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Delta, NFL, and Air Force Use Tomorrow.io to Prepare for Extreme Weather

As the severity, intensity and frequency of climate-related disasters increase, preparation becomes more important than ever to protect lives as well as infrastructure, businesses and local economies. One high-tech forecasting company is now gaining momentum, offering ultra-detailed weather forecasts and pre-hurricane action plans down to the city block.

Boston-based Tomorrow.io already boasts clients such as Delta, Ford, JetBlue, Meta, Raytheon, Uber, United Airlines, and the US Air Force. Predicting rainfall, snowfall, fire danger and air quality are all part of the firm’s capabilities.

When the remnants of Hurricane Ida hit New Jersey almost a year ago, the state was completely unprepared. It wasn’t a hurricane anymore, so preparation was minimal, but the flooding was incredible.

“During Ida, four inches of rain fell in one hour and a total of six and a half inches of rain fell in one storm, which is truly unprecedented,” said Caleb Stratton, Chief Resiliency Officer for the City of Hoboken, New York. Jersey.

Hoboken, across the Hudson River from Manhattan, is only two square miles, but it’s home to over 62,000 people. It is increasingly prone to flooding, so the city builds defenses in the form of parks that act like massive drains.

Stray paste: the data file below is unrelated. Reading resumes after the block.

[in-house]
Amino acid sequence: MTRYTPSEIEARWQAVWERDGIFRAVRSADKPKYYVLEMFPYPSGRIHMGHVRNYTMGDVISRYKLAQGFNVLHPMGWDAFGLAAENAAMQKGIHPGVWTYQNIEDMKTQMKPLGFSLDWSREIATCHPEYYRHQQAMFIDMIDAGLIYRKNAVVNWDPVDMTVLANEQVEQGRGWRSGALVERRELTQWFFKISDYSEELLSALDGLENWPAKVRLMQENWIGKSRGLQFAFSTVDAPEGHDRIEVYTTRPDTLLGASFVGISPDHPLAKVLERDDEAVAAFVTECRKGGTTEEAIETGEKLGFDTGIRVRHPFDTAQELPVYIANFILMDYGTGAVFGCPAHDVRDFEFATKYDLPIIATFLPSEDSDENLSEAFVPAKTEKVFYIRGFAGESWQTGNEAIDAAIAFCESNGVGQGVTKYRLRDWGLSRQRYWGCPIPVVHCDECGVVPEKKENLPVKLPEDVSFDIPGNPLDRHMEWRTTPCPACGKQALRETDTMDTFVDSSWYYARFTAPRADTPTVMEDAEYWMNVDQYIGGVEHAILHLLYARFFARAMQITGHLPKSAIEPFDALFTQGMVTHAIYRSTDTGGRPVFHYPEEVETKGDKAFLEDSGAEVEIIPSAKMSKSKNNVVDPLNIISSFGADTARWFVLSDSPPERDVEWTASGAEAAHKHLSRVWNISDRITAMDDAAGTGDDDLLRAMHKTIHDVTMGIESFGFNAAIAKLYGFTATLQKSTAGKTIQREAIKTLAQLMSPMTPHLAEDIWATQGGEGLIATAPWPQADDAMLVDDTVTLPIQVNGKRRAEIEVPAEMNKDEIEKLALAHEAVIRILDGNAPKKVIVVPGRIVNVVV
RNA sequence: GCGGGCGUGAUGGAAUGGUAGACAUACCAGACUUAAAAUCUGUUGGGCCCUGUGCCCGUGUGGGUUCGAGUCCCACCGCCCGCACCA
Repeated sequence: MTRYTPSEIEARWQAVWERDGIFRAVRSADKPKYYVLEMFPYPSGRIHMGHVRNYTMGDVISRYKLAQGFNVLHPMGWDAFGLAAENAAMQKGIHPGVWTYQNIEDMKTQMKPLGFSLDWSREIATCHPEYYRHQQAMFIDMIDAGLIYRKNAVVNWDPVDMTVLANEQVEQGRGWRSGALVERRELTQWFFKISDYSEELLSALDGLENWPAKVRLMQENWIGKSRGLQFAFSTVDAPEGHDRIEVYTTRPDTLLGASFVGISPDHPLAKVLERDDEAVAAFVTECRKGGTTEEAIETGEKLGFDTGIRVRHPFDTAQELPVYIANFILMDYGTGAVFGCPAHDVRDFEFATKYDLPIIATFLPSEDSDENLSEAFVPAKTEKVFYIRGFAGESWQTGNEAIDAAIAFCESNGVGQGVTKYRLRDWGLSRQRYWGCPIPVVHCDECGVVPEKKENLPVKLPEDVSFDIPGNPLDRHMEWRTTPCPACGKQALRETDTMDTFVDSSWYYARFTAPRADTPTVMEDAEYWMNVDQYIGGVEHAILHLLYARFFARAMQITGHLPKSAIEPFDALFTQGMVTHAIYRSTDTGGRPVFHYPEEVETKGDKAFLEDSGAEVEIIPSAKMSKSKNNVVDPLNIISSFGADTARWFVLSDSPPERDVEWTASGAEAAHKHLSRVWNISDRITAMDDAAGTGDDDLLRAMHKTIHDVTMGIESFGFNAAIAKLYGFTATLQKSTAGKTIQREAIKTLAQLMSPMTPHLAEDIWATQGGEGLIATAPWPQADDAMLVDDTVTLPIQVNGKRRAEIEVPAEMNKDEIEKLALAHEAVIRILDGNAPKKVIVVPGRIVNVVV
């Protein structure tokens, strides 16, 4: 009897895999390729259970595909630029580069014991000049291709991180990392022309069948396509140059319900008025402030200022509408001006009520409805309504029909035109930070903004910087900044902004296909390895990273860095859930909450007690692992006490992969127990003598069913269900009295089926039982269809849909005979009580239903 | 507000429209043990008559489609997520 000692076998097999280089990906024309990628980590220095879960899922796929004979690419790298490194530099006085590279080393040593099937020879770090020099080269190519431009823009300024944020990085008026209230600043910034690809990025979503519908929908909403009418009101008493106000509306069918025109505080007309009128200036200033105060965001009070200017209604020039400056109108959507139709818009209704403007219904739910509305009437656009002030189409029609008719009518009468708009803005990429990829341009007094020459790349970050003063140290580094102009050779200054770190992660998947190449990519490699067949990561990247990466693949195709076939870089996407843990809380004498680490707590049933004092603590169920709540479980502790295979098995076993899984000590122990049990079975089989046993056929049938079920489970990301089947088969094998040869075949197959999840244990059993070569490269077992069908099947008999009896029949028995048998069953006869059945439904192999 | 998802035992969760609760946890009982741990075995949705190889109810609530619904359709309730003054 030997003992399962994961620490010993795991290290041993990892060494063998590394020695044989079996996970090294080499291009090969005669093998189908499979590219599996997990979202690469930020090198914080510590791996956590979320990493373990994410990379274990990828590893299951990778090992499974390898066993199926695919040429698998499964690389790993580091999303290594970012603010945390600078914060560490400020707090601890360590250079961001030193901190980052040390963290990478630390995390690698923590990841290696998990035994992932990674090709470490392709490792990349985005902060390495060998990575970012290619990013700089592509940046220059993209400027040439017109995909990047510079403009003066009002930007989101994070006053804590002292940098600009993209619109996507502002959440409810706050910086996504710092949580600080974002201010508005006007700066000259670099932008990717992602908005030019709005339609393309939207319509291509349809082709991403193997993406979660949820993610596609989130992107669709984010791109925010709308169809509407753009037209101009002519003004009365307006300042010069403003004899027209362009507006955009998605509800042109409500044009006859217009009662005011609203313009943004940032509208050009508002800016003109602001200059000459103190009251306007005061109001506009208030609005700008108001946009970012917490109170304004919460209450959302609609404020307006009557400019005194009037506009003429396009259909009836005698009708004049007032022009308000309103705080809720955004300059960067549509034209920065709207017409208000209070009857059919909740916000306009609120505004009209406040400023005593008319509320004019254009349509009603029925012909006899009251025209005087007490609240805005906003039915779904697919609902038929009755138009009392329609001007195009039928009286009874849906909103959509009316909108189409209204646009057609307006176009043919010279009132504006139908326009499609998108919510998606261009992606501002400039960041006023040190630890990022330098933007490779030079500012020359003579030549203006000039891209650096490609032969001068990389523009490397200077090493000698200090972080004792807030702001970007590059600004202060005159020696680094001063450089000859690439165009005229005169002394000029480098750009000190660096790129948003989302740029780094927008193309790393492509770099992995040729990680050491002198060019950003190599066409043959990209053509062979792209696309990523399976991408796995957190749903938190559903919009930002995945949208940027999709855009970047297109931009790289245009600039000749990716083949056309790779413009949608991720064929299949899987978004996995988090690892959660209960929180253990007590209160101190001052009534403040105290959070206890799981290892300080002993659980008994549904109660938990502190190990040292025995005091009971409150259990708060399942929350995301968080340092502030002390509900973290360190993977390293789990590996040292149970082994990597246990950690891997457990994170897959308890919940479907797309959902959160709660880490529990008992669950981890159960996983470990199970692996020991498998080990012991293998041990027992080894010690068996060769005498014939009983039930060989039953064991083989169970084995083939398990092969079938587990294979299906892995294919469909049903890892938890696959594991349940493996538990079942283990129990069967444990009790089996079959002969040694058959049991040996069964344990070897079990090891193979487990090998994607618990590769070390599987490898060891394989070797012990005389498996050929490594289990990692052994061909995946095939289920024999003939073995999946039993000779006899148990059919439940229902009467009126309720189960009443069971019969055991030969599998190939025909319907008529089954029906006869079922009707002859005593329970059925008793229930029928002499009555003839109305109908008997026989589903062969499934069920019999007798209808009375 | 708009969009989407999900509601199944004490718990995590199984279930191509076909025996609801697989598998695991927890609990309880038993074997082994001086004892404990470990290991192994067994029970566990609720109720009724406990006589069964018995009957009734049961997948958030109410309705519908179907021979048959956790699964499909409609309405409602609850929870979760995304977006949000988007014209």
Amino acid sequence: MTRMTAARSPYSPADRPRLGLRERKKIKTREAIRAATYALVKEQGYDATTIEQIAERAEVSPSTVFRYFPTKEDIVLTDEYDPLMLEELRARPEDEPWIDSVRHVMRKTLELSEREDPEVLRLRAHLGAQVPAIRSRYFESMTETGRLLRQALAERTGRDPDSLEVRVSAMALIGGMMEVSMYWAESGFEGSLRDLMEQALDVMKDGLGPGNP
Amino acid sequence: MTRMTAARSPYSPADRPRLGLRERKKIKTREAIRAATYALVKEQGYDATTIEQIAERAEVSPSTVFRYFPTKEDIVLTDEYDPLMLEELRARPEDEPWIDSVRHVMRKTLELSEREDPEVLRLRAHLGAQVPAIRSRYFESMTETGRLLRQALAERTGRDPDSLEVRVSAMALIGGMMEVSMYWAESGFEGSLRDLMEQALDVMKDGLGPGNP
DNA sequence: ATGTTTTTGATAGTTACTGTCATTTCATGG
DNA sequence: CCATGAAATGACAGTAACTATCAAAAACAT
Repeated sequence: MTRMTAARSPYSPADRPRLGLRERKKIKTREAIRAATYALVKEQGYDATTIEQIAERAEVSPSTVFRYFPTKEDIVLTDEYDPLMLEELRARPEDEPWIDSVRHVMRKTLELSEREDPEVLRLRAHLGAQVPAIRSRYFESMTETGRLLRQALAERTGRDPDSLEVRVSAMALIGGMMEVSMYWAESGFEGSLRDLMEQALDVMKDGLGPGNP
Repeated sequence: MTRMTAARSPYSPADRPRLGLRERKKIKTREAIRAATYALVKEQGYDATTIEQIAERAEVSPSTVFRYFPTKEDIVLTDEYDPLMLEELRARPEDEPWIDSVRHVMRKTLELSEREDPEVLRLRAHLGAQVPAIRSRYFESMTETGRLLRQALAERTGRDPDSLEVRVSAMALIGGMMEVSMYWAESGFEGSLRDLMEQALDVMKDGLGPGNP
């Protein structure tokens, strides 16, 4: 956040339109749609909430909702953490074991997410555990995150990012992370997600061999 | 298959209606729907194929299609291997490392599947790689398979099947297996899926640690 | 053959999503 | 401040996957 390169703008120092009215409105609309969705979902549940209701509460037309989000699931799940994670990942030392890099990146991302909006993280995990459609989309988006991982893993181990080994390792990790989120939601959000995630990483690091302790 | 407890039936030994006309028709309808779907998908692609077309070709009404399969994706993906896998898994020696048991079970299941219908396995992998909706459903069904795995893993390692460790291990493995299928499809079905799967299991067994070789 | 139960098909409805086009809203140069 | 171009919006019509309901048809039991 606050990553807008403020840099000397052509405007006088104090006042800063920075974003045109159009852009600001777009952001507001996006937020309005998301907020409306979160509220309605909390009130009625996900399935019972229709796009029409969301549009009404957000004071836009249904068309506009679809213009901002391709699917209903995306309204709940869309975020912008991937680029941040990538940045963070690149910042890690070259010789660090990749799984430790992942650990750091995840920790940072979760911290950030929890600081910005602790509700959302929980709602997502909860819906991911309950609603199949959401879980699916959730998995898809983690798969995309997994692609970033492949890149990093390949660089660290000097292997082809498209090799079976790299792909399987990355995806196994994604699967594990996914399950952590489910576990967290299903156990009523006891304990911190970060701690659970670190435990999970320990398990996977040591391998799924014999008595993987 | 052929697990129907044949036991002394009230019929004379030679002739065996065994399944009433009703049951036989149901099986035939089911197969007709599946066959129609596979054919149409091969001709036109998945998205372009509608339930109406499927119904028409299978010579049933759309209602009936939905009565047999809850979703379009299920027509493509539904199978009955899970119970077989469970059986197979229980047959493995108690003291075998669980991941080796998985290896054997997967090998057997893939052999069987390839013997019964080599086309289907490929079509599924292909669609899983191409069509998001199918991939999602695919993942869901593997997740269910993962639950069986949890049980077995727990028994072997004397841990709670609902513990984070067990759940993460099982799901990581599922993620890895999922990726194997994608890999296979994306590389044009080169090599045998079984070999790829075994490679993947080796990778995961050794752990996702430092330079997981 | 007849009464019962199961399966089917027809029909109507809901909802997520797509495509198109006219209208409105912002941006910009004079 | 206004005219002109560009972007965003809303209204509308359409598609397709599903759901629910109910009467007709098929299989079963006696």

One of the parks sits on a massive cistern that can hold 200,000 gallons of water and is controlled remotely so the water can be held or drained as needed.

But to optimize the system, city officials need to know what’s coming. So right after Ida, they started working with Tomorrow.io.

“They can give an idea of ​​when the storm will hit — at what intensity and for how long — and they can make block-by-block forecasts,” Stratton said.

The firm works with its clients long before they start forecasting to show them how future weather will affect everything from operations to supply chains and staffing.

“We’ll take an airline’s work protocol, specifically upload it to our system, and then we’ll have our own proprietary dashboard that tells them exactly when that’s going to happen,” said CMO Dan Slagen. “So we will let the airlines know within a week that these flights will be at risk due to the weather and if you need to de-ice your planes, now is the time to do so to avoid delays or any other issues.” impact on security.

The firm then sends its own satellites into space, which will send data much more frequently than government meteorological satellites.


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